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J Proteome Res. 2011 Jul 1;10(7):2969-78. doi: 10.1021/pr200397h. Epub 2011 Jun 8.

Mass spectrometric determination of IgG subclass-specific glycosylation profiles in siblings discordant for myositis syndromes.

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  • 1Laboratory of Structural Biology, NIH/DHHS, Research Triangle Park, North Carolina 27709, USA.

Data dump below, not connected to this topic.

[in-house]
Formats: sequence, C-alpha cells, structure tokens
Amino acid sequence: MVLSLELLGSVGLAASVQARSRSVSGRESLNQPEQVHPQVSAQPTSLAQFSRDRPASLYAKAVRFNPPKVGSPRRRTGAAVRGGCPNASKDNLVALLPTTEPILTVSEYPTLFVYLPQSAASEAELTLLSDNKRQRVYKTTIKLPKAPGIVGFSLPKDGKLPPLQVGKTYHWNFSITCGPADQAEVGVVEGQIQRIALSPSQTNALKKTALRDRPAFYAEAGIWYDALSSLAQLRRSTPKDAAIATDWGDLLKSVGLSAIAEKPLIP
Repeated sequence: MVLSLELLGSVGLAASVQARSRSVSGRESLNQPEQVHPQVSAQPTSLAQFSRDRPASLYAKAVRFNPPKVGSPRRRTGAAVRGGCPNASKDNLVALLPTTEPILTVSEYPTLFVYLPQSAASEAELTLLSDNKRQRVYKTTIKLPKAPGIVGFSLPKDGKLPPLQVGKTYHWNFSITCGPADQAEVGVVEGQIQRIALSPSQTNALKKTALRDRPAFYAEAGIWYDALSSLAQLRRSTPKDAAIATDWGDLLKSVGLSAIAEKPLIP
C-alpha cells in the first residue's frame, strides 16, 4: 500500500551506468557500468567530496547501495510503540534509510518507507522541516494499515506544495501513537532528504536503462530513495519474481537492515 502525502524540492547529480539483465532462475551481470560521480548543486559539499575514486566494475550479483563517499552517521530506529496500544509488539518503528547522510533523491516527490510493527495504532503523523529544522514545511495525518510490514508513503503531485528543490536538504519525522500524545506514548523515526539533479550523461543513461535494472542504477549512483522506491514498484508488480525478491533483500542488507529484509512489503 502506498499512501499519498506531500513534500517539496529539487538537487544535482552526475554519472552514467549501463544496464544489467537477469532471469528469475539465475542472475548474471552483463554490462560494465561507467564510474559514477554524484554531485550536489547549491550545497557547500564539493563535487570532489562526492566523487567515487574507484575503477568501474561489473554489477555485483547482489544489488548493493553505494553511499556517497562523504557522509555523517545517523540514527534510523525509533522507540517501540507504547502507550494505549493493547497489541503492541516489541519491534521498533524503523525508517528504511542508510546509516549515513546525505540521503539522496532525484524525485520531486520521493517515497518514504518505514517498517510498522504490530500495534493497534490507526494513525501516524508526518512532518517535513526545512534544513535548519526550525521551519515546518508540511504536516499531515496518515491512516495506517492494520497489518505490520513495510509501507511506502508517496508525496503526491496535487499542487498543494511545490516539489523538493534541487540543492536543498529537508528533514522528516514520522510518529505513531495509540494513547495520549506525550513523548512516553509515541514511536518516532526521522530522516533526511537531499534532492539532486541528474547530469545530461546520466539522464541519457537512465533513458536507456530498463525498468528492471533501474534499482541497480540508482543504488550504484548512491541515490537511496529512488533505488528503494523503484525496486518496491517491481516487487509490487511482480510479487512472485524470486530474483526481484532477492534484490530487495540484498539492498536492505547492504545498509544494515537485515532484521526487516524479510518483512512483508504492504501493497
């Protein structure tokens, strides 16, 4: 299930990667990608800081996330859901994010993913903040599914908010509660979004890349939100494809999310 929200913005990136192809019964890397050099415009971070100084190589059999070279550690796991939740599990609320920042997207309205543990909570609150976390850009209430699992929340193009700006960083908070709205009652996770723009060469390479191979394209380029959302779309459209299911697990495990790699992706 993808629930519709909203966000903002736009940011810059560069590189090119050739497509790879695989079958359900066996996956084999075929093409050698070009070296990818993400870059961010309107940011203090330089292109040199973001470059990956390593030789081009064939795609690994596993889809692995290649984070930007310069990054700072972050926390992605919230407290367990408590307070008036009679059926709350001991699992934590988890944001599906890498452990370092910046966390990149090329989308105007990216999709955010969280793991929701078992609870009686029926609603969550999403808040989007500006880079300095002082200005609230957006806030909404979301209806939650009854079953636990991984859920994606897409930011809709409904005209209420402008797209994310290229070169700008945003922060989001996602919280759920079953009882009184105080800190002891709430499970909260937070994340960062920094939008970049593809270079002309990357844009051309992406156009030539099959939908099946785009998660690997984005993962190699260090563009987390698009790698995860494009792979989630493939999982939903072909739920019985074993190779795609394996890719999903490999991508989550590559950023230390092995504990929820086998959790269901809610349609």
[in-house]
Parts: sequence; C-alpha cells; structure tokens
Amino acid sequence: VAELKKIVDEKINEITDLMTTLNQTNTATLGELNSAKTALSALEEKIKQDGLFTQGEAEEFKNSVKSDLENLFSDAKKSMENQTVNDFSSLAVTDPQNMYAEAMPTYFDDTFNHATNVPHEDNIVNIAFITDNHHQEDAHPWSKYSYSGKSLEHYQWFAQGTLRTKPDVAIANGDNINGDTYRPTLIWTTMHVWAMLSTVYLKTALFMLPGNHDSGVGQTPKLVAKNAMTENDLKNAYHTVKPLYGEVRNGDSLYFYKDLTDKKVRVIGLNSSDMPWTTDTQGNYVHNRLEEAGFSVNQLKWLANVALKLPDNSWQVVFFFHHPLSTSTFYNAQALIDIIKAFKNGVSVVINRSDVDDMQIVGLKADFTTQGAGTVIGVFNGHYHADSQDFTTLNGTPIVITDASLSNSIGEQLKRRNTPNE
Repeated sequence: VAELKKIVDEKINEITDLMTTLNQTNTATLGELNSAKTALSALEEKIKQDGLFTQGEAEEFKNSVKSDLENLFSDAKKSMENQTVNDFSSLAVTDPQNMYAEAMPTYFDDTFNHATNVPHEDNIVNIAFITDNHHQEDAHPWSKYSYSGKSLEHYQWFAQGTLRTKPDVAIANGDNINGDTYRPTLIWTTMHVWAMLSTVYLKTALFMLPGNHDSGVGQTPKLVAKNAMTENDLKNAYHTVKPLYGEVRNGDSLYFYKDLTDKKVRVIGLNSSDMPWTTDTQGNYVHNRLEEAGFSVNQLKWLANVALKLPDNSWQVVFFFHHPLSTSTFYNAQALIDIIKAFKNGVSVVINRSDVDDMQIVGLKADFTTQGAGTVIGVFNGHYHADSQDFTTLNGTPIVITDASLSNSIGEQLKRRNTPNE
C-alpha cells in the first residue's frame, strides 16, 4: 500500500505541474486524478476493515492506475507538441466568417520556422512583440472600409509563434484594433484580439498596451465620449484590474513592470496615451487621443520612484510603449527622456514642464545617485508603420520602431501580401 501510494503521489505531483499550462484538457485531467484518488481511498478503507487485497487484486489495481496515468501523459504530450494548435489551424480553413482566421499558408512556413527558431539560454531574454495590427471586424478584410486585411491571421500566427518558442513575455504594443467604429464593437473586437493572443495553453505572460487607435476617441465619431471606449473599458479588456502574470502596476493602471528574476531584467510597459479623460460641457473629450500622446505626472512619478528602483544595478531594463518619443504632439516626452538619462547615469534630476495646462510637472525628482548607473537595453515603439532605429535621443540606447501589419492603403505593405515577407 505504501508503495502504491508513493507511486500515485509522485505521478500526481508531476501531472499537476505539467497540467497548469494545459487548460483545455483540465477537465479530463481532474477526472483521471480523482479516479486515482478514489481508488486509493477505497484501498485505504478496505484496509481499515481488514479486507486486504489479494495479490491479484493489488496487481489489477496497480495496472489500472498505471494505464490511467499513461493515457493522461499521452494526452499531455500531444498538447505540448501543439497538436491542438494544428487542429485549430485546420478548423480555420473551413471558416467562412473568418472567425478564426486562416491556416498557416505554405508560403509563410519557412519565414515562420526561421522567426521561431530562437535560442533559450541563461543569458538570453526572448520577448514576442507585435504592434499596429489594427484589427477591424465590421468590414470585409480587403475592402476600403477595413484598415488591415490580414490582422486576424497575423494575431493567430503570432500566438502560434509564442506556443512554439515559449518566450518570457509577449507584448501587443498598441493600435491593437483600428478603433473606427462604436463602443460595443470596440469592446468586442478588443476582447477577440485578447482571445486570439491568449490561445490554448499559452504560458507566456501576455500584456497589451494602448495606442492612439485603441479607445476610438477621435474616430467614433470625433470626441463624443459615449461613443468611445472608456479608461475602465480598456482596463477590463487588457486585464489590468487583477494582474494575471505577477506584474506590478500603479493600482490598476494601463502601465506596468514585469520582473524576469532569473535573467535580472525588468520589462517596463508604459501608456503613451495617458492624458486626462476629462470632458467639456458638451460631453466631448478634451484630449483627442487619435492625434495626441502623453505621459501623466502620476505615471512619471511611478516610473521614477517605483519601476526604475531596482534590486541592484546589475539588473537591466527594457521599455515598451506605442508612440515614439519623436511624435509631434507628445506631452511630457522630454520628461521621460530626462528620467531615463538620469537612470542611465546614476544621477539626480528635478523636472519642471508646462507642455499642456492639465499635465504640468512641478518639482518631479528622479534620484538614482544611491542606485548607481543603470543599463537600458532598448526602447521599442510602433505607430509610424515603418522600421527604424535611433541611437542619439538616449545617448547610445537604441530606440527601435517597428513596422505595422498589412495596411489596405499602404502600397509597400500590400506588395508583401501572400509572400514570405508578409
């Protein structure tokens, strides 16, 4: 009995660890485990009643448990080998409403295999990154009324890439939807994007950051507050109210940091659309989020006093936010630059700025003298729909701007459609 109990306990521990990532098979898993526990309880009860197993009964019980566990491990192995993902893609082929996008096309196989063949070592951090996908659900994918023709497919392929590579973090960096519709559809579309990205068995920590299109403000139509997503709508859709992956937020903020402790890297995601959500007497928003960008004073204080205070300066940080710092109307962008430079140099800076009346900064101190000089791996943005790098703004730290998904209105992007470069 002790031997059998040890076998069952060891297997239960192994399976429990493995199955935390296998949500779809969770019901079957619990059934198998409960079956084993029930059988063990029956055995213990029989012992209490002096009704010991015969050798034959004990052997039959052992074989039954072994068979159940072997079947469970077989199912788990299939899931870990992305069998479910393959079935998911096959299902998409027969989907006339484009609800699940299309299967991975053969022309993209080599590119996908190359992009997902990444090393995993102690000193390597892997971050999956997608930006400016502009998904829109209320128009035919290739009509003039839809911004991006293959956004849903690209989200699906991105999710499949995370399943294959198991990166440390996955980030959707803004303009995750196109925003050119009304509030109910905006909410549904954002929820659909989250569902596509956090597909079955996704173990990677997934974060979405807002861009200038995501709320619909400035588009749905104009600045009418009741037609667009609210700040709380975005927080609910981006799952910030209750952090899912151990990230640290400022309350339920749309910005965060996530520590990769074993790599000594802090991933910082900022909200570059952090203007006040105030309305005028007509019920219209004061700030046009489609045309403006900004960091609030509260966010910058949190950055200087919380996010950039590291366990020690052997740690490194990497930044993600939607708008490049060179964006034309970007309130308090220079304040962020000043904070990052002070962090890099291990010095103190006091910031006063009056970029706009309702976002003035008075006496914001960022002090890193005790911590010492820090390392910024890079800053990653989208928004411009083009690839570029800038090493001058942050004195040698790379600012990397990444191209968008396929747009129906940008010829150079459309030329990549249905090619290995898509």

Many autoimmune conditions are believed to result from chronic inflammation as a consequence of the interaction of genetic and environmental factors in susceptible individuals. One common feature in some autoimmune diseases is the decrease in terminal galactosylation of the constant region N-glycan of the total plasma immunoglobulin. To determine whether a similar pattern is characteristic for the autoimmune disorder myositis, we analyzed the antibody subclass specific glycosylation in patients with myositis, their asymptomatic siblings, and healthy unrelated age- and sex-matched controls. The antibody subclass specific glycosylation was determined from the LC-MS analyses of the IgG glycopeptides generated by trypsin digestion of the antibody heavy chain. The glycosylation profiles of the IgG subclasses were determined relative to the total abundance of all glycoforms. We found elevated amounts of glycoforms lacking terminal galactose in myositis patients. Pairwise statistical analyses reveals that galactosylation is statistically different between the myositis patients and control groups. Furthermore, the trend analysis for glycosylation indicates a pattern of decreasing galactosylation in the order controls ≥ siblings ≥ myositis patients, suggesting the existence of a genetic, immune-related predisposition in the group of asymptomatic siblings that can be detected before the onset of clinical symptoms at the level of plasma proteins.

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